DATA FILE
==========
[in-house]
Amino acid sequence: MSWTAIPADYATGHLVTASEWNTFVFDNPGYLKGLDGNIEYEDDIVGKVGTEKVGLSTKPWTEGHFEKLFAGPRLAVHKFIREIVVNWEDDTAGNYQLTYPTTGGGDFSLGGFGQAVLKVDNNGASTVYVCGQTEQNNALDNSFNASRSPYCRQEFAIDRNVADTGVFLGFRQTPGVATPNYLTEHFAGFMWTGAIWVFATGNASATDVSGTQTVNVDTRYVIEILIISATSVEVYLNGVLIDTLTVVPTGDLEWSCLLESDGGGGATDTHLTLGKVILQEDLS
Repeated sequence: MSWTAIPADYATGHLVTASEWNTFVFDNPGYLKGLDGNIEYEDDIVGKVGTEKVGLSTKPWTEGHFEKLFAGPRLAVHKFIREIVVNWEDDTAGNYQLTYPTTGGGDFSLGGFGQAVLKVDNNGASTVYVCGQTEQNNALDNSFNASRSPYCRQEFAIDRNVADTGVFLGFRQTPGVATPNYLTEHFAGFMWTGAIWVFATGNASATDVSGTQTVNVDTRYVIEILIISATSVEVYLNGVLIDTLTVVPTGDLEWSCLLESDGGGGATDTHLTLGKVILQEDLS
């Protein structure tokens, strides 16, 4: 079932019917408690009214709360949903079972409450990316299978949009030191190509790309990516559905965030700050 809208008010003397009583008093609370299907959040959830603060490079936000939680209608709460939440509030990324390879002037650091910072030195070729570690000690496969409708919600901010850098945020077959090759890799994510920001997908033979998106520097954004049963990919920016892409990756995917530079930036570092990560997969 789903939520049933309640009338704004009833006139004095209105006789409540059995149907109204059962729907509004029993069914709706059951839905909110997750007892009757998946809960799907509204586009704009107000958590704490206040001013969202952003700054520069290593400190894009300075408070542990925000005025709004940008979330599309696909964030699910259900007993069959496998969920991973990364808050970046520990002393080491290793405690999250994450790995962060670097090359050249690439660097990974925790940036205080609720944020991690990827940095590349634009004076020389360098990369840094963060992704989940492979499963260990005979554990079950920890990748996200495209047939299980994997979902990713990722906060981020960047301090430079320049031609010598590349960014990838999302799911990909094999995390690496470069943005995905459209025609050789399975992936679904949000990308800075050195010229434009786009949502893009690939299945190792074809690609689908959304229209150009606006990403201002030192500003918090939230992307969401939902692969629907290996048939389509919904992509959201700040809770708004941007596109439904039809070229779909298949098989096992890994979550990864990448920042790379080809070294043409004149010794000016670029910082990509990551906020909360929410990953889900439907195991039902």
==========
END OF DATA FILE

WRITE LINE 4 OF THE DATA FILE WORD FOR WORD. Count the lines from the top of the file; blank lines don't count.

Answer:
């Protein structure tokens, strides 16, 4: 079932019917408690009214709360949903079972409450990316299978949009030191190509790309990516559905965030700050 809208008010003397009583008093609370299907959040959830603060490079936000939680209608709460939440509030990324390879002037650091910072030195070729570690000690496969409708919600901010850098945020077959090759890799994510920001997908033979998106520097954004049963990919920016892409990756995917530079930036570092990560997969 789903939520049933309640009338704004009833006139004095209105006789409540059995149907109204059962729907509004029993069914709706059951839905909110997750007892009757998946809960799907509204586009704009107000958590704490206040001013969202952003700054520069290593400190894009300075408070542990925000005025709004940008979330599309696909964030699910259900007993069959496998969920991973990364808050970046520990002393080491290793405690999250994450790995962060670097090359050249690439660097990974925790940036205080609720944020991690990827940095590349634009004076020389360098990369840094963060992704989940492979499963260990005979554990079950920890990748996200495209047939299980994997979902990713990722906060981020960047301090430079320049031609010598590349960014990838999302799911990909094999995390690496470069943005995905459209025609050789399975992936679904949000990308800075050195010229434009786009949502893009690939299945190792074809690609689908959304229209150009606006990403201002030192500003918090939230992307969401939902692969629907290996048939389509919904992509959201700040809770708004941007596109439904039809070229779909298949098989096992890994979550990864990448920042790379080809070294043409004149010794000016670029910082990509990551906020909360929410990953889900439907195991039902």